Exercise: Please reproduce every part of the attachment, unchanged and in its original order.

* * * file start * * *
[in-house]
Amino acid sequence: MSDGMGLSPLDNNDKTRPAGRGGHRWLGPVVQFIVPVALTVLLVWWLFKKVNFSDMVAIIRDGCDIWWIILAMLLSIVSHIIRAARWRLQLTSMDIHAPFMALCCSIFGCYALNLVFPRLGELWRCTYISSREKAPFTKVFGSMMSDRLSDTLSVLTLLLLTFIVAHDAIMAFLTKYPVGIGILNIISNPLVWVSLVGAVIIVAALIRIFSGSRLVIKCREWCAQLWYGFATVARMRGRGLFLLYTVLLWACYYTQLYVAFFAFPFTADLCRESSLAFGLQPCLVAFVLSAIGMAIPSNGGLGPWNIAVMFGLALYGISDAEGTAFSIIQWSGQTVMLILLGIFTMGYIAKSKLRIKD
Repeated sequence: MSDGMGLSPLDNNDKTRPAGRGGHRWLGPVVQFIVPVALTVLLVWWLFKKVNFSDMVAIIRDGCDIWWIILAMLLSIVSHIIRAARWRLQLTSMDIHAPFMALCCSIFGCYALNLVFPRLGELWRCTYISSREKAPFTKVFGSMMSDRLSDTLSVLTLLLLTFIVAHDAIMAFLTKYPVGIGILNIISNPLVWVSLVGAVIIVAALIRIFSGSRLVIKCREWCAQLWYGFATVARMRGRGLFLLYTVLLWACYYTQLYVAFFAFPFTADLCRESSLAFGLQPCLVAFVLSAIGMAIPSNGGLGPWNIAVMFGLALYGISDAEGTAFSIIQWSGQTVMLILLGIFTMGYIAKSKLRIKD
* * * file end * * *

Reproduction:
[in-house]
Amino acid sequence: MSDGMGLSPLDNNDKTRPAGRGGHRWLGPVVQFIVPVALTVLLVWWLFKKVNFSDMVAIIRDGCDIWWIILAMLLSIVSHIIRAARWRLQLTSMDIHAPFMALCCSIFGCYALNLVFPRLGELWRCTYISSREKAPFTKVFGSMMSDRLSDTLSVLTLLLLTFIVAHDAIMAFLTKYPVGIGILNIISNPLVWVSLVGAVIIVAALIRIFSGSRLVIKCREWCAQLWYGFATVARMRGRGLFLLYTVLLWACYYTQLYVAFFAFPFTADLCRESSLAFGLQPCLVAFVLSAIGMAIPSNGGLGPWNIAVMFGLALYGISDAEGTAFSIIQWSGQTVMLILLGIFTMGYIAKSKLRIKD
Repeated sequence: MSDGMGLSPLDNNDKTRPAGRGGHRWLGPVVQFIVPVALTVLLVWWLFKKVNFSDMVAIIRDGCDIWWIILAMLLSIVSHIIRAARWRLQLTSMDIHAPFMALCCSIFGCYALNLVFPRLGELWRCTYISSREKAPFTKVFGSMMSDRLSDTLSVLTLLLLTFIVAHDAIMAFLTKYPVGIGILNIISNPLVWVSLVGAVIIVAALIRIFSGSRLVIKCREWCAQLWYGFATVARMRGRGLFLLYTVLLWACYYTQLYVAFFAFPFTADLCRESSLAFGLQPCLVAFVLSAIGMAIPSNGGLGPWNIAVMFGLALYGISDAEGTAFSIIQWSGQTVMLILLGIFTMGYIAKSKLRIKD